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It was more important for Saul to be baptized than to eat and therefore, spirituality is more important that even physical life.
Next, the Book of Acts stated "He stayed some time with the disciples in Damascus. Without delay he proclaimed Jesus publicly in the synagogues, declaring him to he the Son of God. All those who heard were astounded." (Acts 9.20-21)
It is no wonder that those who heard Saul, at this time called Paul, were astounded. After all, he had been the leader of those who not only rejected Jesus Christ, but actively sought the destruction of his followers. Paul had very little credibility, or Ethos, among early Christians as many of those he tried to join with were wary of his intentions. Many thought his "conversion" was a trick to gain information about the membership of the Christians.
This began to changed when those who doubted Paul heard him preach. They asked "is not this the man, they said, who was in Jerusalem hunting down those who invoke this name? Did he not come here for the sole purpose of arresting them and taking them before the chief priests?" (Acts 9.21) But it was Paul's consistency of message, the clarity of his claim and the logic of his reasons, in other words his Logos, which convinced many of the early Christians that his conversion was indeed genuine. The subsequent line in the passage explained how he had done this, "But Paul went from strength to strength, and confounded the Jews of Damascus with his cogent proofs that Jesus was the Messiah." (Acts 9.23) Paul had been a member of the Pharisees, and educated man, but the fact that he had lived in Tarsus also was an indication that he was a Hellenized Jew and well versed in Greek culture, including the "sciences" such as logic. Paul put his worldly education to use in his defense of Jesus as the Messiah.
Paul used his education, upbringing, and knowledge of the world in order to convince other Christians that Jesus did in fact appear to him on the road to Damascus and he was now a devoted follower of Christ. He also used his knowledge of the Hellenistic world in order to spread the message of Christ to those who were unfamiliar with Jesus, the Gentiles. Paul then embarked on a number of journeys, spreading the good news of Christ to the world outside of Judea and to those who were not Jews. Before his conversion, Paul journeyed throughout the world in search of Christians to destroy, but afterwards, he traveled the world spreading the Christian faith.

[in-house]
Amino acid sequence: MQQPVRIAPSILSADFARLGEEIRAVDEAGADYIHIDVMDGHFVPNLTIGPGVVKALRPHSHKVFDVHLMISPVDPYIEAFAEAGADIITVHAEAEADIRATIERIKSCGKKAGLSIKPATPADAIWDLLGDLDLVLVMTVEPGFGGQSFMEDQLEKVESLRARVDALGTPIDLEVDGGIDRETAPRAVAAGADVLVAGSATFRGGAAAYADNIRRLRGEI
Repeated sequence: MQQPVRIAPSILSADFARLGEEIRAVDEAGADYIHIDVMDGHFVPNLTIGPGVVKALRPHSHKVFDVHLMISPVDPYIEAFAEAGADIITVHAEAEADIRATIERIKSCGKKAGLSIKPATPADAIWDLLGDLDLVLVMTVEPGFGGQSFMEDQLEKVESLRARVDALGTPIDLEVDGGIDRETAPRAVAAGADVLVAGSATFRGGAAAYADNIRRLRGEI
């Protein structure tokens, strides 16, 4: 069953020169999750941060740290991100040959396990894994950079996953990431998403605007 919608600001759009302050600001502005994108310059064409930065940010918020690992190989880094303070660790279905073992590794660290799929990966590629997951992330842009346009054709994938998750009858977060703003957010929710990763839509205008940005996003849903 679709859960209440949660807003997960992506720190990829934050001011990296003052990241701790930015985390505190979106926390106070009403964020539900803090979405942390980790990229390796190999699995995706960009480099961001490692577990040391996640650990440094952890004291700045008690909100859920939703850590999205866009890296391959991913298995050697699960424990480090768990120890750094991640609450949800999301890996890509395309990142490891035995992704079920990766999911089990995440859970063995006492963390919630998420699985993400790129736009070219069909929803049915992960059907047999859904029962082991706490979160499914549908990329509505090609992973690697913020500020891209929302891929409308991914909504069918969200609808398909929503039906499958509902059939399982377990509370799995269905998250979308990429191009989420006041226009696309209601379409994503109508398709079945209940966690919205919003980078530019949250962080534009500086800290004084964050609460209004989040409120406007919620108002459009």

Acts 9:15-23 not only described Paul's conversion, and the reaction of his fellow Christians, but also predicted Paul's eventual destiny to bring the Gospel of Jesus Christ to the Gentiles. God had planned for Paul to leave Judea and travel to those outside the Jewish community. Paul was the ideal candidate for this mission, he was educated in both the ways of the Jewish and Hellenistic worlds and he had traveled widely demonstrating his energy and zeal in persecuting Christians. Once Paul was converted, he was the perfect instrument to bring the Gospel of Christ to the Gentiles. The fact that many of his fellow Judean Christians still viewed him with suspicion because of his earlier persecution of them, made his departure from Judea all the more acceptable. God needed a person who was energetic, capable, and knowledgeable in the ways of both the Jews and the Gentiles to spread the word of God to those outside the Jewish world. Acts 9:15-23 not only described Paul's conversion and the reaction of those around him, but also foreshadowed Paul's eventual destiny as the bringer of Christ to the Gentiles.
Suggs, Jack, Katherine Doob Sakenfeld, and James Mueller. The Oxford Study Bible:
Revised English Bible with the Apocrypha. New York: Oxford UP, 1992. Print.
This passage is in contradiction with what Paul wrote in his first letter to the Galatians. In Galatians 1:16-24 Paul describes the aftermath of his conversion and does not mention that he stayed with the disciples in Damascus and preached the word of Christ. Instead Paul stated that "without consulting a single person, without going up to Jerusalem to see those who were Apostles before me, I went off to Arabia, and…[continue]
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